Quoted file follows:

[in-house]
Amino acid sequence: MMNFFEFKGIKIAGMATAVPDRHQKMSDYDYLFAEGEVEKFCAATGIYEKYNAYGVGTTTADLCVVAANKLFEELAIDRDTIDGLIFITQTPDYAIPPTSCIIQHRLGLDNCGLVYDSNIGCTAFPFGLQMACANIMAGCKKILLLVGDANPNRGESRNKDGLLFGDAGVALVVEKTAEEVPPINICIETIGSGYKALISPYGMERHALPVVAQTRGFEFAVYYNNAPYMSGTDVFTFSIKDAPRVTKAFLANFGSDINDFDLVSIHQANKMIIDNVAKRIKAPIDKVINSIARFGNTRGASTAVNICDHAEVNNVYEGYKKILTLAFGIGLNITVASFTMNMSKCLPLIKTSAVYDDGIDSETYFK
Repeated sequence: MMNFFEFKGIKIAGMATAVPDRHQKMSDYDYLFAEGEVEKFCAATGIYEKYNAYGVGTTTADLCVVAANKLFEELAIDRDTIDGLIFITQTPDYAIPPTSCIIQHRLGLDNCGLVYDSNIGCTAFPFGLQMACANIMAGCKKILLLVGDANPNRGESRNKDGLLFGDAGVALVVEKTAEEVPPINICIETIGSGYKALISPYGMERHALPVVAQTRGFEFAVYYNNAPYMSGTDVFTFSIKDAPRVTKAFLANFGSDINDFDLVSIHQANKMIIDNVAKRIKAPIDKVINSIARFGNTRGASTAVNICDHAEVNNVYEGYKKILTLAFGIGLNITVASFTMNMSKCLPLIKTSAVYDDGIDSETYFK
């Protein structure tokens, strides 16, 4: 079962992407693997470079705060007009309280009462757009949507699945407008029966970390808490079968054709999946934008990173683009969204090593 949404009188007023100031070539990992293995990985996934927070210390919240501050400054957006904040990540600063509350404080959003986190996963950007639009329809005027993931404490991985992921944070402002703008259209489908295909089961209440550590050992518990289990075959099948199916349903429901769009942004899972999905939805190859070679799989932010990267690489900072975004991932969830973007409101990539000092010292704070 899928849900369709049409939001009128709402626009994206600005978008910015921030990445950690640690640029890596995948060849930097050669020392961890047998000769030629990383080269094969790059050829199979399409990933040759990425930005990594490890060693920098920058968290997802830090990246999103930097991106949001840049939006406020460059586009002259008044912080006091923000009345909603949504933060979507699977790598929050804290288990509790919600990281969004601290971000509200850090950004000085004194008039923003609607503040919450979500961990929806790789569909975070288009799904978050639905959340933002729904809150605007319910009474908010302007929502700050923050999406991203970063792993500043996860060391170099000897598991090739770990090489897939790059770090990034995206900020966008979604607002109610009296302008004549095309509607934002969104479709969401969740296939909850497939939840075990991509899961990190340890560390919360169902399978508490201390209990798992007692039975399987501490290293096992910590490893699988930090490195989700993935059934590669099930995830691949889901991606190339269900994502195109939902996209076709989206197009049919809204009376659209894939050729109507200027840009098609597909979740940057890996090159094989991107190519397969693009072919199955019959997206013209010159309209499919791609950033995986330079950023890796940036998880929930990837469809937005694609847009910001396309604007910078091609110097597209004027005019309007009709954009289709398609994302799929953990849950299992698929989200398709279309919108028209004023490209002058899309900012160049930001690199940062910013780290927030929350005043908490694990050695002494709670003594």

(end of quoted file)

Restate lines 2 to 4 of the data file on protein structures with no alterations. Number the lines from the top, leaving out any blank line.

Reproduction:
Amino acid sequence: MMNFFEFKGIKIAGMATAVPDRHQKMSDYDYLFAEGEVEKFCAATGIYEKYNAYGVGTTTADLCVVAANKLFEELAIDRDTIDGLIFITQTPDYAIPPTSCIIQHRLGLDNCGLVYDSNIGCTAFPFGLQMACANIMAGCKKILLLVGDANPNRGESRNKDGLLFGDAGVALVVEKTAEEVPPINICIETIGSGYKALISPYGMERHALPVVAQTRGFEFAVYYNNAPYMSGTDVFTFSIKDAPRVTKAFLANFGSDINDFDLVSIHQANKMIIDNVAKRIKAPIDKVINSIARFGNTRGASTAVNICDHAEVNNVYEGYKKILTLAFGIGLNITVASFTMNMSKCLPLIKTSAVYDDGIDSETYFK
Repeated sequence: MMNFFEFKGIKIAGMATAVPDRHQKMSDYDYLFAEGEVEKFCAATGIYEKYNAYGVGTTTADLCVVAANKLFEELAIDRDTIDGLIFITQTPDYAIPPTSCIIQHRLGLDNCGLVYDSNIGCTAFPFGLQMACANIMAGCKKILLLVGDANPNRGESRNKDGLLFGDAGVALVVEKTAEEVPPINICIETIGSGYKALISPYGMERHALPVVAQTRGFEFAVYYNNAPYMSGTDVFTFSIKDAPRVTKAFLANFGSDINDFDLVSIHQANKMIIDNVAKRIKAPIDKVINSIARFGNTRGASTAVNICDHAEVNNVYEGYKKILTLAFGIGLNITVASFTMNMSKCLPLIKTSAVYDDGIDSETYFK
């Protein structure tokens, strides 16, 4: 079962992407693997470079705060007009309280009462757009949507699945407008029966970390808490079968054709999946934008990173683009969204090593 949404009188007023100031070539990992293995990985996934927070210390919240501050400054957006904040990540600063509350404080959003986190996963950007639009329809005027993931404490991985992921944070402002703008259209489908295909089961209440550590050992518990289990075959099948199916349903429901769009942004899972999905939805190859070679799989932010990267690489900072975004991932969830973007409101990539000092010292704070 899928849900369709049409939001009128709402626009994206600005978008910015921030990445950690640690640029890596995948060849930097050669020392961890047998000769030629990383080269094969790059050829199979399409990933040759990425930005990594490890060693920098920058968290997802830090990246999103930097991106949001840049939006406020460059586009002259008044912080006091923000009345909603949504933060979507699977790598929050804290288990509790919600990281969004601290971000509200850090950004000085004194008039923003609607503040919450979500961990929806790789569909975070288009799904978050639905959340933002729904809150605007319910009474908010302007929502700050923050999406991203970063792993500043996860060391170099000897598991090739770990090489897939790059770090990034995206900020966008979604607002109610009296302008004549095309509607934002969104479709969401969740296939909850497939939840075990991509899961990190340890560390919360169902399978508490201390209990798992007692039975399987501490290293096992910590490893699988930090490195989700993935059934590669099930995830691949889901991606190339269900994502195109939902996209076709989206197009049919809204009376659209894939050729109507200027840009098609597909979740940057890996090159094989991107190519397969693009072919199955019959997206013209010159309209499919791609950033995986330079950023890796940036998880929930990837469809937005694609847009910001396309604007910078091609110097597209004027005019309007009709954009289709398609994302799929953990849950299992698929989200398709279309919108028209004023490209002058899309900012160049930001690199940062910013780290927030929350005043908490694990050695002494709670003594």